I once dated a man who was smart, kind, witty, and incredibly good-looking, and we occasionally exchanged handwritten letters. A few months ago while cleaning out the basement, I came across his letters to me and read a few of them. They were intelligent, funny, throat-baringly honest–and dotted with a couple misused apostrophes. I received these letters during a time when I was an insufferable asshole-pedant, when I freely corrected wrong “who”s and offered unsolicited advice about the terminal preposition because it was proof I was smart. And yet I evidently never corrected this guy, though it would have been just like me to correct the punctuation of someone to whom I was pitching woo (cf. “asshole,” above). It’s almost as though all his other excellent qualities eclipsed his occasional issues with apostrophes.
Reader: I married him, bad apostrophes and all. Our letters are in storage together; I read a few of mine to him. Wrong “who”s and terminal prepositions all over the goddamned page. He doesn’t hold it against me.
43 responses to ““It’s,” Complicated: National Grammar Day and Apostrophe Abuse”
As usual, a rollicking ride through history – enjoyable, informative and persuasive.
A new harmless drudgery post always makes my day. And this one has the added bonus that I think I get to correct Kory Stamper, correctly, on an actual matter of fact about words! I think I’m right about this: “until” is derived from “till”, not the other way ’round.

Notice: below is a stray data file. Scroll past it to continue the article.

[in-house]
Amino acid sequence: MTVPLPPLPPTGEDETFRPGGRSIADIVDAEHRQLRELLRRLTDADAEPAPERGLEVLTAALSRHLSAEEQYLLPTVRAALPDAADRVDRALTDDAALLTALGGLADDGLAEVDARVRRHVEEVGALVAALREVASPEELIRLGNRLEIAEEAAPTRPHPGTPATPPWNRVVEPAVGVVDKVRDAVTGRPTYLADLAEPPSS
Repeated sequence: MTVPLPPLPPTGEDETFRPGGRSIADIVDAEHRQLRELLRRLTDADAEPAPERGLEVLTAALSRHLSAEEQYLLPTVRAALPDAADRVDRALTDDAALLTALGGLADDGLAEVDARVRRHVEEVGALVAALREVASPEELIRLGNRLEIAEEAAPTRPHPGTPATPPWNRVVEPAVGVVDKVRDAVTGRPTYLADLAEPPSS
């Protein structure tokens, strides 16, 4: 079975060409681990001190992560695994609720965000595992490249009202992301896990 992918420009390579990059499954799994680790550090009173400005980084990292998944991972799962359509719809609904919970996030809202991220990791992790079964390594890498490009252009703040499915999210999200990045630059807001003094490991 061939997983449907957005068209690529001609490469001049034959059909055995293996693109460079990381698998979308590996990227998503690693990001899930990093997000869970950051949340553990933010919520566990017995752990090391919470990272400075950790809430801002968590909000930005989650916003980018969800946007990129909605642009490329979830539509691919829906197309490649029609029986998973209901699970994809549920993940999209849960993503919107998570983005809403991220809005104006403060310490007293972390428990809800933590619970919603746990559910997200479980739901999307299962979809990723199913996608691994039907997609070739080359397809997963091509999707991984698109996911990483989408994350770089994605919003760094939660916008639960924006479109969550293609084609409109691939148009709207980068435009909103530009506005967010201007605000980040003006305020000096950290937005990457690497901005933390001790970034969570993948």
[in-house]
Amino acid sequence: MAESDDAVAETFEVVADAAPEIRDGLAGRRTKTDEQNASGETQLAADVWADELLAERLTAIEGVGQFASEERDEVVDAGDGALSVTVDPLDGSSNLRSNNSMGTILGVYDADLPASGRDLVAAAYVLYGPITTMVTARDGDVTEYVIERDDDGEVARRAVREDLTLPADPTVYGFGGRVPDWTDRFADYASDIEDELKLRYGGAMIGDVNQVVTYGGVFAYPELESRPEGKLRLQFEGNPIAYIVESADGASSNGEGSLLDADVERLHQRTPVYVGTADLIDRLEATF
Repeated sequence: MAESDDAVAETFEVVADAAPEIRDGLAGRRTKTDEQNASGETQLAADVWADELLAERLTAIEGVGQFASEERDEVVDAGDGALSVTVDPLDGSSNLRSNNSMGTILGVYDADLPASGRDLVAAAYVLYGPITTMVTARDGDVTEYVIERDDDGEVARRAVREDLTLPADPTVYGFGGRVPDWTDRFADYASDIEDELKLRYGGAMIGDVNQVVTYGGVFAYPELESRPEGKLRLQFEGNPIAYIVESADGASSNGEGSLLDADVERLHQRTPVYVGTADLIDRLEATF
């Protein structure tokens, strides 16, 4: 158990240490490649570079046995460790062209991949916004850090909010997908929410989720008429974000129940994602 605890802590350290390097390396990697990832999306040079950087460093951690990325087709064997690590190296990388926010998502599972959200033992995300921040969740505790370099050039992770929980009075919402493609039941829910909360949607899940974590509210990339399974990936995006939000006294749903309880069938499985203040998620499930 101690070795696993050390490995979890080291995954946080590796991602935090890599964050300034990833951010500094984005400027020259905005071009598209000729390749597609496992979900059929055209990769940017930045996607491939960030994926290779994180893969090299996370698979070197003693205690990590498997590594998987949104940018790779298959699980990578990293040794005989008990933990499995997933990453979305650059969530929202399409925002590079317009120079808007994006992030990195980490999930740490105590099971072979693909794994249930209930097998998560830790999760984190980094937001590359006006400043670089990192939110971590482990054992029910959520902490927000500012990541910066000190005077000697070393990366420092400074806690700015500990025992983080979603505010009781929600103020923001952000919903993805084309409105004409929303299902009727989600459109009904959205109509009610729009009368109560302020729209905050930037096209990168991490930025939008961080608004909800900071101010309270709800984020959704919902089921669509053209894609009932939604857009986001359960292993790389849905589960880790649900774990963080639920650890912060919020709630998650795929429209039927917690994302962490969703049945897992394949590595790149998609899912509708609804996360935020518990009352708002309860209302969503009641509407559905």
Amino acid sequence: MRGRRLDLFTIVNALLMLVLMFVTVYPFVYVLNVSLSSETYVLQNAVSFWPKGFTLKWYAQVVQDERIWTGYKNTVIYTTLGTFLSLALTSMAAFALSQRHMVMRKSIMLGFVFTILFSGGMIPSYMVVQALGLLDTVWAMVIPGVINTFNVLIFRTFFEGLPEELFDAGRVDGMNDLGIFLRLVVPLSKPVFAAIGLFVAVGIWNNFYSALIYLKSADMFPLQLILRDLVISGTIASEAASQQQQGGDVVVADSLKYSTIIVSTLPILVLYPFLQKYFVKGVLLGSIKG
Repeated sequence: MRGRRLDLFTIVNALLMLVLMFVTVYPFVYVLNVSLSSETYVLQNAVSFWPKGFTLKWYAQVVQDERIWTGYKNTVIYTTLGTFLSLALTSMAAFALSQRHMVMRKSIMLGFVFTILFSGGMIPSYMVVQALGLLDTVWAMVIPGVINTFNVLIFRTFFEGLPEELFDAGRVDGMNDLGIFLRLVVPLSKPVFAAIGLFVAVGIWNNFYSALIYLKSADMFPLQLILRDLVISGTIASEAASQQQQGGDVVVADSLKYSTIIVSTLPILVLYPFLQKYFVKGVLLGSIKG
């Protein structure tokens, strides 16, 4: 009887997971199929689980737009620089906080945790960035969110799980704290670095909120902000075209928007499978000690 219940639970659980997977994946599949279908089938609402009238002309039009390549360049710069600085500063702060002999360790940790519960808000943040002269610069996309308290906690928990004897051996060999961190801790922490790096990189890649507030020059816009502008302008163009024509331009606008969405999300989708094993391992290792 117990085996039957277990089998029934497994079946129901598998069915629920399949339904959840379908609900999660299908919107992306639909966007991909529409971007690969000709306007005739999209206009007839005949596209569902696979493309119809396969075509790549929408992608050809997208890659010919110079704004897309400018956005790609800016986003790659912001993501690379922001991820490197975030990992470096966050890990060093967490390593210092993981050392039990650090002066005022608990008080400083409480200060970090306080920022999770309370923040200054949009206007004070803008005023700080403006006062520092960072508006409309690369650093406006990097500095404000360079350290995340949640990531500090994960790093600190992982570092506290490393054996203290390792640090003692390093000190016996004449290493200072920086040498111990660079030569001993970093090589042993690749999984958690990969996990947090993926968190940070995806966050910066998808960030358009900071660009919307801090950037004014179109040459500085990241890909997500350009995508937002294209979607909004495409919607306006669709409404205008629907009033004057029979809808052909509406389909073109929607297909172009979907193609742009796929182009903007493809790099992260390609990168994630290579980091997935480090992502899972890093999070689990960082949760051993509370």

You’re right–“until” is actually a Middle English creation, a compound of the prefix “un-“(which meant “up to”) and the earlier “till.” Though ’til is still reckoned to be a contraction of “until,” and anymore people use “till” or “until” or “til” (no apostrophe) instead.
You mean… you mean… you mean? Damn! I’ve long dismantled the GPS on this grammar and punctionatin’ handbasket. Thrown over the tiller too. Into the maelstrom of English hell! And I’ll danged well enjoy the ride til I get there! Anchors ahoyin’ ‘way!
Actually, it looks like it’s going the other way: till is on its way out and until is on the rise. ‘Til seems to be increasing in unedited text in my experience, but it’s barely a blip on Google Ngrams.
Hmm, INNNNNNERESTING. I will have to do some diving through the corpora and see how _’til_ and _til_ measure up. You know, in my copious spare time.